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  • $\begingroup$ 10 is "special" only because we have 10 fingers. Pretty anthropocentric $\endgroup$ – L.Dutch - Reinstate Monica May 16 at 6:04
  • $\begingroup$ Indeed, as I wrote. I assumed the people in question are 10-fingered. $\endgroup$ – Mookuh May 16 at 7:20
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The short answer: it depends. The long answer: Our moon has a very intresting rotation and syncronization with the earth and the moon.Our moon just happens to have some very intresting connections to 12(that may have something to do with our existence as a whole), too many that i would need to go into enough detail that i would be bored. Basically, if there is no moon, there is little to no rotation of the planet in question, so all potential systems of time measurement would have to be based upon the star it orbits. From there, it all just depends on how close the planet is to the star, how much it rotates and tilts(seasons would be very complex), the movement of bodies in the system, and so many things that it would be impractical to talk about in one post. Basically, their is little to no chance that the system of time would be close to or even resemble our system of time-days, months, and years would have to be changed and suited to the planet. Note: a intresting question to ask would be would there be eclipses?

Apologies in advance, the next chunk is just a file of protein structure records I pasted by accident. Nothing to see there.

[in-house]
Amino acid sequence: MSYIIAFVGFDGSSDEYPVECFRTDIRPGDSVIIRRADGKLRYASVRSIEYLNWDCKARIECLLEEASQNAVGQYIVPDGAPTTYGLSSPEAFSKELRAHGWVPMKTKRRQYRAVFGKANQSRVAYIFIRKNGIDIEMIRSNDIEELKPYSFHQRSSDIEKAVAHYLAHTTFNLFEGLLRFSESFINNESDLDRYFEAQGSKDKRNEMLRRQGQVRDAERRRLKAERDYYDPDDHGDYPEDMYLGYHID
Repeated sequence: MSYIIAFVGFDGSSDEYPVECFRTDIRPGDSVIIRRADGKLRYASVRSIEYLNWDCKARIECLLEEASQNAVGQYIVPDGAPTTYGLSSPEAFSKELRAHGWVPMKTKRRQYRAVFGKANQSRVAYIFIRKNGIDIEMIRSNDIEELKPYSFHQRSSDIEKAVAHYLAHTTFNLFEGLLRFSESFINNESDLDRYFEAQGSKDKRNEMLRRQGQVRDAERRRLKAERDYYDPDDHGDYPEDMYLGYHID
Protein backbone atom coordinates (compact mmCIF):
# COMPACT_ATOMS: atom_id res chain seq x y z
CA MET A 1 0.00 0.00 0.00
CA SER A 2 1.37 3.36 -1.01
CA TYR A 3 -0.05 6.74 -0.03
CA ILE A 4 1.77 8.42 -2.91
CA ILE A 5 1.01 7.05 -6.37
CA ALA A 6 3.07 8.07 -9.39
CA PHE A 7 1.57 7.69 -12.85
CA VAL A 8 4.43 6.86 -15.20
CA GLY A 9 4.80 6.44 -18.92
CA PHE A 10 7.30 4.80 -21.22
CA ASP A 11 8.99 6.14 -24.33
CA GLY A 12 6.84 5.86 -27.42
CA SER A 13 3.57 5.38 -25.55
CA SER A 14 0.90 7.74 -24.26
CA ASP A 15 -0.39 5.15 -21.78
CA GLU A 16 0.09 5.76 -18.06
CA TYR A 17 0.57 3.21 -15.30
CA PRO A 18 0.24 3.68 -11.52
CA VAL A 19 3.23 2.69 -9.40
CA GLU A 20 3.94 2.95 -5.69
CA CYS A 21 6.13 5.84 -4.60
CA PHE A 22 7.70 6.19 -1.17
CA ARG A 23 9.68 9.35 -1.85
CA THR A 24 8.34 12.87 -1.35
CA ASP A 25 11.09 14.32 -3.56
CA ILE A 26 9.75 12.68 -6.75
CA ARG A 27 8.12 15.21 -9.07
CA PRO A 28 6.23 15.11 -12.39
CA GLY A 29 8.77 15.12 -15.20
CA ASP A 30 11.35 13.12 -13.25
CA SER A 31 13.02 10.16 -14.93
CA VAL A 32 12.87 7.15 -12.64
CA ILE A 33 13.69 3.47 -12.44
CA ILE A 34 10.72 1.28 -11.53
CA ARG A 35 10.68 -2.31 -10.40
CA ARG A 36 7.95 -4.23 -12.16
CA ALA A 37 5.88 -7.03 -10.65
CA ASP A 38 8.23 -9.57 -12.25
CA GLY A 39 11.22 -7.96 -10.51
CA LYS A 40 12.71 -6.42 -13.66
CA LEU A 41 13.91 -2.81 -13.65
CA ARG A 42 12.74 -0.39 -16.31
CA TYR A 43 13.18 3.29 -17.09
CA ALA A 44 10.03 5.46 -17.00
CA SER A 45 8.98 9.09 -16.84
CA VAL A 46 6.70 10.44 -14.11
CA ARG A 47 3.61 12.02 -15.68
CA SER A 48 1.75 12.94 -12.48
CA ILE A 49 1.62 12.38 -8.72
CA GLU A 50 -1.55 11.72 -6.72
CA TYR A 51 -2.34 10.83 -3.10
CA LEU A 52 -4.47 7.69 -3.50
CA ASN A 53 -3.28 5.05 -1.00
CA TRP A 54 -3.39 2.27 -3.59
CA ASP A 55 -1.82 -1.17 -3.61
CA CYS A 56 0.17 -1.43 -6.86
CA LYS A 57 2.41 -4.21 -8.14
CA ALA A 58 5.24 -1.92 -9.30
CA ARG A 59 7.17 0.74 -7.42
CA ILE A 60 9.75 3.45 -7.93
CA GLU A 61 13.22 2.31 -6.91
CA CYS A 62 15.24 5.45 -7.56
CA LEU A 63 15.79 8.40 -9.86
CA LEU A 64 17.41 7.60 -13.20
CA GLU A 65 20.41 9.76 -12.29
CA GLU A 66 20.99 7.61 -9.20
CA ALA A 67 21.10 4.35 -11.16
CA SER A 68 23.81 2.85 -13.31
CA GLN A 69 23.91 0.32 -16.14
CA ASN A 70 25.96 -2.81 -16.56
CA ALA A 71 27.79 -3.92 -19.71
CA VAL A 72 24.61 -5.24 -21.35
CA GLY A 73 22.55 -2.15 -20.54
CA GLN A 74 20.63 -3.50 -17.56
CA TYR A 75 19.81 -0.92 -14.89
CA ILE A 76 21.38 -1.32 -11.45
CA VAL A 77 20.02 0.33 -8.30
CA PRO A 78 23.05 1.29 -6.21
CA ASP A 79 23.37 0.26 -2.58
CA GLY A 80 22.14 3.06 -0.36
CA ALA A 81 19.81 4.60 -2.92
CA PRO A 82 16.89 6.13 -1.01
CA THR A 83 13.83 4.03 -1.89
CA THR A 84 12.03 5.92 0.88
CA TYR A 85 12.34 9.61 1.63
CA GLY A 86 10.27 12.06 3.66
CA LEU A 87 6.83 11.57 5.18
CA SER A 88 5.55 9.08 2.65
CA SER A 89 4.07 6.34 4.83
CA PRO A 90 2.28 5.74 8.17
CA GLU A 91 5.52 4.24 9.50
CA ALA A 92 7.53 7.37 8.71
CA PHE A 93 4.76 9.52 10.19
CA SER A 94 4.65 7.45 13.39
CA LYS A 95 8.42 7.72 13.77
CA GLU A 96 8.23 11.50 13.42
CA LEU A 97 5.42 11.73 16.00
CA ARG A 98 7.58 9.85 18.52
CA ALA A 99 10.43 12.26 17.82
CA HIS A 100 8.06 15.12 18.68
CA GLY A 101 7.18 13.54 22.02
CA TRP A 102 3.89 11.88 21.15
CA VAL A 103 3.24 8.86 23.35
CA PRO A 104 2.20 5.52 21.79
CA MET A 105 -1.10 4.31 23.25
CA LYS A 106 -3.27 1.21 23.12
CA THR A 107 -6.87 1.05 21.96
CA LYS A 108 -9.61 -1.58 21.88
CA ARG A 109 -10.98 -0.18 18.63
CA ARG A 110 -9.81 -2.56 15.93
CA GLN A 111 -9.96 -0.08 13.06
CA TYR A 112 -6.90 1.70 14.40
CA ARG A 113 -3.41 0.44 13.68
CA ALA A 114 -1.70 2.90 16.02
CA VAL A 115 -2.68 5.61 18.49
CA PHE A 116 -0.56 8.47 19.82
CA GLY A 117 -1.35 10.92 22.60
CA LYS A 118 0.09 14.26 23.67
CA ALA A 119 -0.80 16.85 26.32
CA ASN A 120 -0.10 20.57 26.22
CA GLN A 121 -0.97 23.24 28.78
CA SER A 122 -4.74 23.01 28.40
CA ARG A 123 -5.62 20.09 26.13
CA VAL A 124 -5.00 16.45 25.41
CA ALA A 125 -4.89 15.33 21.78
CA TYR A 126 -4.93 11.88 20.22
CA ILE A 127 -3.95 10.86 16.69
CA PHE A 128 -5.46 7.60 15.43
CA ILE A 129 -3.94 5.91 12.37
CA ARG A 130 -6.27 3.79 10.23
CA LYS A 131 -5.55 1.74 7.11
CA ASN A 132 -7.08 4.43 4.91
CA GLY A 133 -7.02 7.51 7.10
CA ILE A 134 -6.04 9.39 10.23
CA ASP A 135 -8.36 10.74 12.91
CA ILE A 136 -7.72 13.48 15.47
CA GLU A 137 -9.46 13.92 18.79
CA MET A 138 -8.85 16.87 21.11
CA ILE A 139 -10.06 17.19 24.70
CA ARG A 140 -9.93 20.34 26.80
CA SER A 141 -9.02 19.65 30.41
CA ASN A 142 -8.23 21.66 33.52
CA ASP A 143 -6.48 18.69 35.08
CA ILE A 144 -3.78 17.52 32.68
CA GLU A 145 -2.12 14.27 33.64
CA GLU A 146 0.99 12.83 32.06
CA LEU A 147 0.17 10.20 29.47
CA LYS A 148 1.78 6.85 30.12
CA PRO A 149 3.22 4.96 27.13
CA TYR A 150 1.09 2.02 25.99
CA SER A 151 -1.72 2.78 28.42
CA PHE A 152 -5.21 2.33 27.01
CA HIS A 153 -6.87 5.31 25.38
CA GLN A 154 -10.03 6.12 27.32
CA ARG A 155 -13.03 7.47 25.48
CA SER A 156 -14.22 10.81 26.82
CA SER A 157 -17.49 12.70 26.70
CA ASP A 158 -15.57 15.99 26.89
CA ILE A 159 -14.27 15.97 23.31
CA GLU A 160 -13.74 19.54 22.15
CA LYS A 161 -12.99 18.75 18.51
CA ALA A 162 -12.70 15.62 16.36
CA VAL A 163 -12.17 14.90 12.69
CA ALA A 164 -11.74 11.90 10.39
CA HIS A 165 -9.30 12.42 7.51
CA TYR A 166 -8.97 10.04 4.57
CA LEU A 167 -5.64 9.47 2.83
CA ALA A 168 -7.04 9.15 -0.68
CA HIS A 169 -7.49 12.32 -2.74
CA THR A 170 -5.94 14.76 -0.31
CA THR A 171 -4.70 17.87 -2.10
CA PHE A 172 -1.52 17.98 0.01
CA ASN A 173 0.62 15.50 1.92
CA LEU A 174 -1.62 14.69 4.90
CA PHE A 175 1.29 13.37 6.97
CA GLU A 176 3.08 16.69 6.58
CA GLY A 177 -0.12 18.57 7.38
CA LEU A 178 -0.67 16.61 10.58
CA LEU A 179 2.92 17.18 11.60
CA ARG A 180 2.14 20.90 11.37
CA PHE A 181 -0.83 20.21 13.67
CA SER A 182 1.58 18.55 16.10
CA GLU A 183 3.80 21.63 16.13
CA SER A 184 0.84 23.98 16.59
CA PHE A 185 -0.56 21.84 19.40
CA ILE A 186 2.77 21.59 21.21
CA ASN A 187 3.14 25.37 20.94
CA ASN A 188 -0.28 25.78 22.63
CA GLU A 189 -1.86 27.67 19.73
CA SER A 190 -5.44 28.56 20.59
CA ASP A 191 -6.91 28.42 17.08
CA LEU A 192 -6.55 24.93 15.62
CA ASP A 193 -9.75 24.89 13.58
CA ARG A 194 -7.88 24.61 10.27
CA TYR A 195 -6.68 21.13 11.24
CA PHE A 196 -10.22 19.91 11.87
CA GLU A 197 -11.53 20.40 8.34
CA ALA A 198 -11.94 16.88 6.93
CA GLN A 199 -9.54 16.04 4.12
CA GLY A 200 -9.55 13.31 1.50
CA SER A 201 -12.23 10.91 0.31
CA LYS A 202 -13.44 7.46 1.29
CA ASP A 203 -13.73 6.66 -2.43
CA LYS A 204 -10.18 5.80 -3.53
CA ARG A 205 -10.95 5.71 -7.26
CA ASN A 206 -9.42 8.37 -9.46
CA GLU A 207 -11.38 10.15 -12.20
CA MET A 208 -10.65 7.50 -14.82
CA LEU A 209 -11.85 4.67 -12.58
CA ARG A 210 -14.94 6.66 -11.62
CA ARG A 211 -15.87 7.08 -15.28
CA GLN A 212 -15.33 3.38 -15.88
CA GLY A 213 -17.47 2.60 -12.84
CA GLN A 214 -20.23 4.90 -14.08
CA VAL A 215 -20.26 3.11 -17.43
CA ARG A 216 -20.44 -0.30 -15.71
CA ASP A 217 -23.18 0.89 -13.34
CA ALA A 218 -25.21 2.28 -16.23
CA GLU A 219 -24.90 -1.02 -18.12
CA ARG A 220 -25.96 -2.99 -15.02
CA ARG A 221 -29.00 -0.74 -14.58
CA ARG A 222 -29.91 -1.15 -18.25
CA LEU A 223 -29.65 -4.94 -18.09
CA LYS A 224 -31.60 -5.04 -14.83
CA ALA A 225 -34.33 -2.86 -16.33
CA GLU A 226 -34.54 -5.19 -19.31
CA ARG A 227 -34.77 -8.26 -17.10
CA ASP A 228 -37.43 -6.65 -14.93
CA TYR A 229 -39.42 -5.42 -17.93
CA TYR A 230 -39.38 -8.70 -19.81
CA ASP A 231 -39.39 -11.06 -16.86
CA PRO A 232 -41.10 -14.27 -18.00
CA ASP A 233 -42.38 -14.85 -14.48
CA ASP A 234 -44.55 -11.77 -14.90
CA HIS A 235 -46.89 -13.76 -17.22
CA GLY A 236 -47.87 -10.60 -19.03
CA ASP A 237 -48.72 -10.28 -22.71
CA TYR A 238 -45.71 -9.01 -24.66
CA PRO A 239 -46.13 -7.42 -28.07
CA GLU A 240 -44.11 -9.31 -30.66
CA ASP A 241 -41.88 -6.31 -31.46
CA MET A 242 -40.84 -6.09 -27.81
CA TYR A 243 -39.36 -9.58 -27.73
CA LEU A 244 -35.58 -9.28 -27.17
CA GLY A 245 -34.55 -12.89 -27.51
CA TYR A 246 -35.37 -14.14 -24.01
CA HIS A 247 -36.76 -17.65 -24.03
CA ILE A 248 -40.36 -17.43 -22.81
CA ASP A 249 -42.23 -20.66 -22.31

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it actually was the Romans who invented the concept of month. (two of the twelve months are directly named after Roman emperors: august and July. Julius and Augustus Ceaser)

so most planets would have no concept of months, and from what we know of exoplanets, the length of a world's year varies dramatically, as does the day length, which in some case is the year.